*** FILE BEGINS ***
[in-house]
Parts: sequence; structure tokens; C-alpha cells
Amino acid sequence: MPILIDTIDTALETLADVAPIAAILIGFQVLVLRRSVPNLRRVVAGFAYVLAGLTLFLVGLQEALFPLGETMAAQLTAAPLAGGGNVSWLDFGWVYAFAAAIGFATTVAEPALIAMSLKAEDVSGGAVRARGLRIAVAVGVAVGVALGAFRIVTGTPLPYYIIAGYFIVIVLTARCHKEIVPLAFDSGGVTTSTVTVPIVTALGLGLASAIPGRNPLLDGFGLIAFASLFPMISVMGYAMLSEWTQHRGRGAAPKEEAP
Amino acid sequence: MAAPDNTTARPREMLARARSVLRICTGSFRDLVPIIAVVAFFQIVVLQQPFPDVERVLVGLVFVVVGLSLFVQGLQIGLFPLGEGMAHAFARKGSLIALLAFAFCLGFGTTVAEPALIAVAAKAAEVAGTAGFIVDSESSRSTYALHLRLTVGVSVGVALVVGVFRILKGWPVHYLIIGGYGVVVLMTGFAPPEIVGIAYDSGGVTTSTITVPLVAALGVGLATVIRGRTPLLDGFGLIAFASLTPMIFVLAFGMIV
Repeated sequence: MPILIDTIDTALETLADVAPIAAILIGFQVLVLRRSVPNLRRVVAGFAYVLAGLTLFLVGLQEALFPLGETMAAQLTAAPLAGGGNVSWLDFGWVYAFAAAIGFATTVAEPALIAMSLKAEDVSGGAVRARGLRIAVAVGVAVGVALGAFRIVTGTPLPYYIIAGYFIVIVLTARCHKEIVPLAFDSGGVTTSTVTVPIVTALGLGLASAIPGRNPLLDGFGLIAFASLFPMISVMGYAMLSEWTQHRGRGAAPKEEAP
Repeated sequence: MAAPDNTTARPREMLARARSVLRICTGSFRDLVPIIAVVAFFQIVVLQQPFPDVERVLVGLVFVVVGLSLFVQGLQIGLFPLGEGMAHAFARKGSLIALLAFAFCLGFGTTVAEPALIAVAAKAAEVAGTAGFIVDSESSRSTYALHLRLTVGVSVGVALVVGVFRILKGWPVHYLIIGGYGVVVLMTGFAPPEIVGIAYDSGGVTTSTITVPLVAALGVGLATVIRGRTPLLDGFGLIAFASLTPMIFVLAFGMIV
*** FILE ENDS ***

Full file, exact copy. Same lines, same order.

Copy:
[in-house]
Parts: sequence; structure tokens; C-alpha cells
Amino acid sequence: MPILIDTIDTALETLADVAPIAAILIGFQVLVLRRSVPNLRRVVAGFAYVLAGLTLFLVGLQEALFPLGETMAAQLTAAPLAGGGNVSWLDFGWVYAFAAAIGFATTVAEPALIAMSLKAEDVSGGAVRARGLRIAVAVGVAVGVALGAFRIVTGTPLPYYIIAGYFIVIVLTARCHKEIVPLAFDSGGVTTSTVTVPIVTALGLGLASAIPGRNPLLDGFGLIAFASLFPMISVMGYAMLSEWTQHRGRGAAPKEEAP
Amino acid sequence: MAAPDNTTARPREMLARARSVLRICTGSFRDLVPIIAVVAFFQIVVLQQPFPDVERVLVGLVFVVVGLSLFVQGLQIGLFPLGEGMAHAFARKGSLIALLAFAFCLGFGTTVAEPALIAVAAKAAEVAGTAGFIVDSESSRSTYALHLRLTVGVSVGVALVVGVFRILKGWPVHYLIIGGYGVVVLMTGFAPPEIVGIAYDSGGVTTSTITVPLVAALGVGLATVIRGRTPLLDGFGLIAFASLTPMIFVLAFGMIV
Repeated sequence: MPILIDTIDTALETLADVAPIAAILIGFQVLVLRRSVPNLRRVVAGFAYVLAGLTLFLVGLQEALFPLGETMAAQLTAAPLAGGGNVSWLDFGWVYAFAAAIGFATTVAEPALIAMSLKAEDVSGGAVRARGLRIAVAVGVAVGVALGAFRIVTGTPLPYYIIAGYFIVIVLTARCHKEIVPLAFDSGGVTTSTVTVPIVTALGLGLASAIPGRNPLLDGFGLIAFASLFPMISVMGYAMLSEWTQHRGRGAAPKEEAP
Repeated sequence: MAAPDNTTARPREMLARARSVLRICTGSFRDLVPIIAVVAFFQIVVLQQPFPDVERVLVGLVFVVVGLSLFVQGLQIGLFPLGEGMAHAFARKGSLIALLAFAFCLGFGTTVAEPALIAVAAKAAEVAGTAGFIVDSESSRSTYALHLRLTVGVSVGVALVVGVFRILKGWPVHYLIIGGYGVVVLMTGFAPPEIVGIAYDSGGVTTSTITVPLVAALGVGLATVIRGRTPLLDGFGLIAFASLTPMIFVLAFGMIV